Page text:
Slovenia Calls Croatia’s Plan to Fine Fishermen "Absurd"

By , 29 Jan 2018, 17:36 PM News
Slovenia Calls Croatia’s Plan to Fine Fishermen "Absurd" Montage by JL Flanner, based on Wikimedia images

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Croatia has "no legal grounds whatsoever" for the move. 

STA, January 29, 2018 - Foreign Minister Karl Erjavec labelled as absurd and legally baseless the plan of the Croatian authorities to fine Slovenian fishermen for alleged border violations in the Bay of Piran as a countermeasure to the Slovenian police starting issuing fines to Croatian fishermen.

Erjavec was responding on Monday to a diplomatic note in which Croatia announced last week it will start issuing fines to Slovenian fishermen. He said the move had been addressed "more to the Croatian public" than to Slovenian.

There are no legal grounds for fines, the matter is absurd, the foreign minister said, saying that it was "absurd that they are sending to us diplomatic notes about fishing in the Slovenian sea. We know that the border is not in the middle of the Bay of Piran, it was never determined there."

On Friday, the Slovenian police sent out the first 14 fines to Croatian fishermen who had illegally crossed the sea border between the two countries after Slovenia had started implementing the border arbitration decision on 30 December. The police is expected to send out further notices this week.

According to Erjavec, Croatia wants to enforce its will to implement jurisdiction in the Slovenian sea, while the border has been clearly defined by the arbitration decision.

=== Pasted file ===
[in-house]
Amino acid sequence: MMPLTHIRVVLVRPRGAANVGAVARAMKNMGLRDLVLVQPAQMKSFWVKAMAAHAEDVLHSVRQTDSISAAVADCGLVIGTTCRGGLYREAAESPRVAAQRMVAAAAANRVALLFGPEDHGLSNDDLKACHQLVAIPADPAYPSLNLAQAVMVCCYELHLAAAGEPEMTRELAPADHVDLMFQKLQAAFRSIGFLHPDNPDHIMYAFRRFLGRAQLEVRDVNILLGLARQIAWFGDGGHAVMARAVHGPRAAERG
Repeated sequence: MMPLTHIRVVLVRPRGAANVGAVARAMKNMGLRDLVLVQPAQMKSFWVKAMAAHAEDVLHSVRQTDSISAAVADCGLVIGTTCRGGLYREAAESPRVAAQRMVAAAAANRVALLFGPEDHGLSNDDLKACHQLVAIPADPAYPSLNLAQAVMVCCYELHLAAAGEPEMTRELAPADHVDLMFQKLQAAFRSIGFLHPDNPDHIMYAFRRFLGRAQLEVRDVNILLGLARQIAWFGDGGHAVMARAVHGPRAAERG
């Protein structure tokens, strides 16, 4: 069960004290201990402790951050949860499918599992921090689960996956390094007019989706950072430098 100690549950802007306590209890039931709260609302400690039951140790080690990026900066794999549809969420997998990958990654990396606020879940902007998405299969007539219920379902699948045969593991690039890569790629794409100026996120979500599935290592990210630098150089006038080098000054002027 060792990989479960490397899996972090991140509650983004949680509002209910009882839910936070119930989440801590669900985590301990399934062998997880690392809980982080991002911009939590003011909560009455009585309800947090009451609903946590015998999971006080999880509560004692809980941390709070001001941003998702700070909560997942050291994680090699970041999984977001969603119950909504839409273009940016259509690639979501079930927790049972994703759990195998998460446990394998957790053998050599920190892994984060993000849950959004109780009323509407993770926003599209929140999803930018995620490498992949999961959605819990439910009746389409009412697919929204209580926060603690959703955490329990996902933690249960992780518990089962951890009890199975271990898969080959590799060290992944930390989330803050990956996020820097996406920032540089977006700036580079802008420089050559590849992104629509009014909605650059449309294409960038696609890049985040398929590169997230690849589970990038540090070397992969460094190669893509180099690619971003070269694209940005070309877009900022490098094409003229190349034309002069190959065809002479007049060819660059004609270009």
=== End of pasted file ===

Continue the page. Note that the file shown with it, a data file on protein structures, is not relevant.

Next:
Erjavec said there was "no reason to worry", because Croatia had "no legal grounds whatsoever" to issue fines to Slovenian fishermen fishing in the Slovenian sea as determined on the basis of the arbitration decision.

The minister noted that the Agriculture Ministry had drafted certain measures, such as providing legal aid to fishermen in case of complications, and possible compensations. Paying fines issued by Croatia is "out of the question".

Asked by the press what if possible fines issued by Croatia were followed by lengthy legal proceedings, and what if Slovenian fishermen get harassed by Croatian police officers when crossing the border, Erjavec said that "this will not happen".

"There will be no harassing of our fishermen and our citizens. The state will do everything to protect not only Slovenian fishermen, but all citizens," he added.

Erjavec added that "nothing is happening" between Slovenia and Croatia at the level of foreign ministries. He has not contacted his counterpart Marija Pejčinović Burić since her statement in early January that the border had been set on 25 June 1991.

This means that she "has no credibility whatsoever", and it is hard to talk with such a minister, he told the press.

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